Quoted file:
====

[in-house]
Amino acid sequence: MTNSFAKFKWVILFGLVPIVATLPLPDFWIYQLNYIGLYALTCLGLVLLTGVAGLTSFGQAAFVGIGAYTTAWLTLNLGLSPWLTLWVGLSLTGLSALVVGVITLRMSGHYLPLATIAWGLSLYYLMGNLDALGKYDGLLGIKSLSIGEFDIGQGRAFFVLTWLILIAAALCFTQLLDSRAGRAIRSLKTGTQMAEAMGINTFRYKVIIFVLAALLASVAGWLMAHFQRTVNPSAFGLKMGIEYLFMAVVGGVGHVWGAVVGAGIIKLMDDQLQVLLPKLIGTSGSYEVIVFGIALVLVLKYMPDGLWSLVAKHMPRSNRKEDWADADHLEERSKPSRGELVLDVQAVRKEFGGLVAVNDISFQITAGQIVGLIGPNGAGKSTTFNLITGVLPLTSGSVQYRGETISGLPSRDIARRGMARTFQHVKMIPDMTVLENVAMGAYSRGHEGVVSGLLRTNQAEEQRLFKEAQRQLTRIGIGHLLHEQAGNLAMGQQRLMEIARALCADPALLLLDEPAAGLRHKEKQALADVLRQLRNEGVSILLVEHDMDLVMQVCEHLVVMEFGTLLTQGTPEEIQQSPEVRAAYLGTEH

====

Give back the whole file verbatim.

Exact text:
[in-house]
Amino acid sequence: MTNSFAKFKWVILFGLVPIVATLPLPDFWIYQLNYIGLYALTCLGLVLLTGVAGLTSFGQAAFVGIGAYTTAWLTLNLGLSPWLTLWVGLSLTGLSALVVGVITLRMSGHYLPLATIAWGLSLYYLMGNLDALGKYDGLLGIKSLSIGEFDIGQGRAFFVLTWLILIAAALCFTQLLDSRAGRAIRSLKTGTQMAEAMGINTFRYKVIIFVLAALLASVAGWLMAHFQRTVNPSAFGLKMGIEYLFMAVVGGVGHVWGAVVGAGIIKLMDDQLQVLLPKLIGTSGSYEVIVFGIALVLVLKYMPDGLWSLVAKHMPRSNRKEDWADADHLEERSKPSRGELVLDVQAVRKEFGGLVAVNDISFQITAGQIVGLIGPNGAGKSTTFNLITGVLPLTSGSVQYRGETISGLPSRDIARRGMARTFQHVKMIPDMTVLENVAMGAYSRGHEGVVSGLLRTNQAEEQRLFKEAQRQLTRIGIGHLLHEQAGNLAMGQQRLMEIARALCADPALLLLDEPAAGLRHKEKQALADVLRQLRNEGVSILLVEHDMDLVMQVCEHLVVMEFGTLLTQGTPEEIQQSPEVRAAYLGTEH